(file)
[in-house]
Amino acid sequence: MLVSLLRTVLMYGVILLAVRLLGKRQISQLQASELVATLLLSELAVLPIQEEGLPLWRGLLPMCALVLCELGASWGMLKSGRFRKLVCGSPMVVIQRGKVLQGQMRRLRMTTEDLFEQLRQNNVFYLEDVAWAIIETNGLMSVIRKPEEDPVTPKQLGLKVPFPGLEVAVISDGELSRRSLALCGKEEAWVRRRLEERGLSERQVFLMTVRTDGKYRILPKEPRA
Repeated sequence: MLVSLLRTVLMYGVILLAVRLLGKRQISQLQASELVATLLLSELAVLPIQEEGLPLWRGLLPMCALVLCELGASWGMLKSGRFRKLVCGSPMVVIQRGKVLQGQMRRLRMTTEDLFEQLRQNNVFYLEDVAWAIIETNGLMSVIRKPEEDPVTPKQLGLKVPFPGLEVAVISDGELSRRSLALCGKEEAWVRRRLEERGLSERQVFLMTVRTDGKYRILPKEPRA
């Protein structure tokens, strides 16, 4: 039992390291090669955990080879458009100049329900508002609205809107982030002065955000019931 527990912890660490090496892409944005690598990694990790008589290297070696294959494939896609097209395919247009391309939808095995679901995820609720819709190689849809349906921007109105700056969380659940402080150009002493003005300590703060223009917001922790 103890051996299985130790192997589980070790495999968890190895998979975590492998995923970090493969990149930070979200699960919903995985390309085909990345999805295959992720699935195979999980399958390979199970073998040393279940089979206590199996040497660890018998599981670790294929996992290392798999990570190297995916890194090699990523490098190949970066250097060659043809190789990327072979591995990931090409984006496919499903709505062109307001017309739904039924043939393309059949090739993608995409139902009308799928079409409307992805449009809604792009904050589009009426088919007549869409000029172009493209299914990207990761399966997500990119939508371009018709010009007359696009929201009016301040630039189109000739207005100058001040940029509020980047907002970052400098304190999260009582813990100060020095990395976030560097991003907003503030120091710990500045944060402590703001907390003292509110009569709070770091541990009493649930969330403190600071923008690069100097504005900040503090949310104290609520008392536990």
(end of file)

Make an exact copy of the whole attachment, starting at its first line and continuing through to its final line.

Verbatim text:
[in-house]
Amino acid sequence: MLVSLLRTVLMYGVILLAVRLLGKRQISQLQASELVATLLLSELAVLPIQEEGLPLWRGLLPMCALVLCELGASWGMLKSGRFRKLVCGSPMVVIQRGKVLQGQMRRLRMTTEDLFEQLRQNNVFYLEDVAWAIIETNGLMSVIRKPEEDPVTPKQLGLKVPFPGLEVAVISDGELSRRSLALCGKEEAWVRRRLEERGLSERQVFLMTVRTDGKYRILPKEPRA
Repeated sequence: MLVSLLRTVLMYGVILLAVRLLGKRQISQLQASELVATLLLSELAVLPIQEEGLPLWRGLLPMCALVLCELGASWGMLKSGRFRKLVCGSPMVVIQRGKVLQGQMRRLRMTTEDLFEQLRQNNVFYLEDVAWAIIETNGLMSVIRKPEEDPVTPKQLGLKVPFPGLEVAVISDGELSRRSLALCGKEEAWVRRRLEERGLSERQVFLMTVRTDGKYRILPKEPRA
């Protein structure tokens, strides 16, 4: 039992390291090669955990080879458009100049329900508002609205809107982030002065955000019931 527990912890660490090496892409944005690598990694990790008589290297070696294959494939896609097209395919247009391309939808095995679901995820609720819709190689849809349906921007109105700056969380659940402080150009002493003005300590703060223009917001922790 103890051996299985130790192997589980070790495999968890190895998979975590492998995923970090493969990149930070979200699960919903995985390309085909990345999805295959992720699935195979999980399958390979199970073998040393279940089979206590199996040497660890018998599981670790294929996992290392798999990570190297995916890194090699990523490098190949970066250097060659043809190789990327072979591995990931090409984006496919499903709505062109307001017309739904039924043939393309059949090739993608995409139902009308799928079409409307992805449009809604792009904050589009009426088919007549869409000029172009493209299914990207990761399966997500990119939508371009018709010009007359696009929201009016301040630039189109000739207005100058001040940029509020980047907002970052400098304190999260009582813990100060020095990395976030560097991003907003503030120091710990500045944060402590703001907390003292509110009569709070770091541990009493649930969330403190600071923008690069100097504005900040503090949310104290609520008392536990």